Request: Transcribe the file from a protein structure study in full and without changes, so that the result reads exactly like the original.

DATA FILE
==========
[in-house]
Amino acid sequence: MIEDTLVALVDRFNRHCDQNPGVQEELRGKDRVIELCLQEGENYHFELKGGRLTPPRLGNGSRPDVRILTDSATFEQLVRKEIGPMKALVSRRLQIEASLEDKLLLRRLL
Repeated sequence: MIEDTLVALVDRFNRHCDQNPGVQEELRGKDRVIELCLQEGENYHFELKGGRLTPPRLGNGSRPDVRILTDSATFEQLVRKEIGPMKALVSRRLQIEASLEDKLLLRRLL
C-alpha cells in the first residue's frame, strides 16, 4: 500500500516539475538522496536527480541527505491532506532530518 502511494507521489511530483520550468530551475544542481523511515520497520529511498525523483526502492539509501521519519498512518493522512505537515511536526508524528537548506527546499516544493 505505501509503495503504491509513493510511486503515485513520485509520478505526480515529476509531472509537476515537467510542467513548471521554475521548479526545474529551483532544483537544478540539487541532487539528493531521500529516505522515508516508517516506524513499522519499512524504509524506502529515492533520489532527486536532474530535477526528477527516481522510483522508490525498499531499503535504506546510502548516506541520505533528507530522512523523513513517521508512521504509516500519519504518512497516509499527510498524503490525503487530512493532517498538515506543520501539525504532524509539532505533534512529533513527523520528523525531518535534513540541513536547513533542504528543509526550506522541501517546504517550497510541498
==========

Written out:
[in-house]
Amino acid sequence: MIEDTLVALVDRFNRHCDQNPGVQEELRGKDRVIELCLQEGENYHFELKGGRLTPPRLGNGSRPDVRILTDSATFEQLVRKEIGPMKALVSRRLQIEASLEDKLLLRRLL
Repeated sequence: MIEDTLVALVDRFNRHCDQNPGVQEELRGKDRVIELCLQEGENYHFELKGGRLTPPRLGNGSRPDVRILTDSATFEQLVRKEIGPMKALVSRRLQIEASLEDKLLLRRLL
C-alpha cells in the first residue's frame, strides 16, 4: 500500500516539475538522496536527480541527505491532506532530518 502511494507521489511530483520550468530551475544542481523511515520497520529511498525523483526502492539509501521519519498512518493522512505537515511536526508524528537548506527546499516544493 505505501509503495503504491509513493510511486503515485513520485509520478505526480515529476509531472509537476515537467510542467513548471521554475521548479526545474529551483532544483537544478540539487541532487539528493531521500529516505522515508516508517516506524513499522519499512524504509524506502529515492533520489532527486536532474530535477526528477527516481522510483522508490525498499531499503535504506546510502548516506541520505533528507530522512523523513513517521508512521504509516500519519504518512497516509499527510498524503490525503487530512493532517498538515506543520501539525504532524509539532505533534512529533513527523520528523525531518535534513540541513536547513533542504528543509526550506522541501517546504517550497510541498